Tuesday, June 15, 2004

Father's Day 1915, Korea

"There are many ways in which a son is to serve his parents. If their bodies itch he is to scratch them" and other pearls of Filial Etiquette.

Ah, the challenge of celebrating Father's Day! When we want to honor dear old dad, is there something more substantial than buying him another tie? "Yes!," the color ads inform us - "Honor Dad Better" by giving him some store's gadgets.

Perhaps honoring one's father meant more in another time in another culture. Exodus 20:12 says, "Honor your father and your mother, so that your days may be long in the land that the LORD your God is giving you."

A century-old set of instructions called FILIAL ETIQUETTE: A KOREAN CONFUCIAN TRACT details the Korean past's propriety toward parents. This document was translated at the time by Rev. C. T. Collyer and published by "The Korea Mission Field" in 1915. It is presented unabridged without comment for your Father's Day pleasure:
                       *     *     * 

The Emperor U-Jai-sun (2255-2205) gathered his disciples together and as follows taught them the principles of Filial Etiquette.

Father and son must be on good terms. Sons must rise at cockcrow, bathe themselves, comb their hair, put on their kwans, dress themselves and put on their big belts. When properly dressed they must present themselves before their parents and inquire of them whether the room is warm and everything is to their comfort.

There are many ways in which a son is to serve his parents. If their bodies itch he is to scratch them. When they wash, to hold the bowl so that the parents may bathe in comfort and when ready for it to hand them the towel. To respectfully inquire what they will take to eat, and then with honor to serve the meal, to wait until a portion of the food is eaten so as to ascertain whether it is to their taste and then to retire. After the meal both son and daughter-in-law should go to the parents to learn from them whether there is anything they wish done or errand to run.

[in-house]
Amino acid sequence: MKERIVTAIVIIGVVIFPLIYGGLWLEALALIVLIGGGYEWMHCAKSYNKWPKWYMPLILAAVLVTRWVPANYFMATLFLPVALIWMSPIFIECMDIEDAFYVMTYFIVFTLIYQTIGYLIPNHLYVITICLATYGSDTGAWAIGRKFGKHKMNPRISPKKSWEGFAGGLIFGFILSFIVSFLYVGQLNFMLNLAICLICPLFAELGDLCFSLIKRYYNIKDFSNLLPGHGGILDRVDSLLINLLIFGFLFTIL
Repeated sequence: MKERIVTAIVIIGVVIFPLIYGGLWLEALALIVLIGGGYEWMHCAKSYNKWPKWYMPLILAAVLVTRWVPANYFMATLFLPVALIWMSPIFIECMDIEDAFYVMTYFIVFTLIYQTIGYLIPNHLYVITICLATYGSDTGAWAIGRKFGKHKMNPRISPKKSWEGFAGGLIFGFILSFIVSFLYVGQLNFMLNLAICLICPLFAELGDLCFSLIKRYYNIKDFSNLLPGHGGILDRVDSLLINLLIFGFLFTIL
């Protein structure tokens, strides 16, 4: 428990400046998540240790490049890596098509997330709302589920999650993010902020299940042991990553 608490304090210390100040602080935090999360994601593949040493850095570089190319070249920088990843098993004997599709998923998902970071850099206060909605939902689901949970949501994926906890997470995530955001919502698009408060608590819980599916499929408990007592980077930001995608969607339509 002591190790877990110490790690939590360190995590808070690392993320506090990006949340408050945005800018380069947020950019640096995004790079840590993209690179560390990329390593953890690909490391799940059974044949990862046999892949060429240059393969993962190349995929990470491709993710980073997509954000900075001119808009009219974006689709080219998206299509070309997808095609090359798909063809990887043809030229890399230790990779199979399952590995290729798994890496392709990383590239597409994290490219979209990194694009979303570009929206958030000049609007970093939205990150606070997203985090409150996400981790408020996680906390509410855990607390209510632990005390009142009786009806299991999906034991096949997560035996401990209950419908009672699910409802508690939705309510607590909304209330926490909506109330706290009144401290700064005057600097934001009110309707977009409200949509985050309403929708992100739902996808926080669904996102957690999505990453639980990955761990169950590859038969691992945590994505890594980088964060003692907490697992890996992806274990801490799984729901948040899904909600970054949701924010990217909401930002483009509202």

When nothing has been given them to do, to remain where the parents are so that they may receive their orders. When spoken to, always to reply in humility and never to "answer back." If sent on an errand to go quickly. In all matters to be obedient and faithful as well as respectful.

When parents desire to lie down, to prepare the place for them after inquiring in which direction they will lay their feet.

The young people are to receive their clothes and fold them, to place their shoes and walking-stick in such places as can easily be found, and where there is no danger of the old people stumbling over them.

There are a number of things that must not be done in the presence of a parent, - to yawn; to peep about; to blow the nose; if the body is cold not to don extra clothes before them; however ones body may itch, not to scratch it; and never to laugh at anything unless the parent laughs.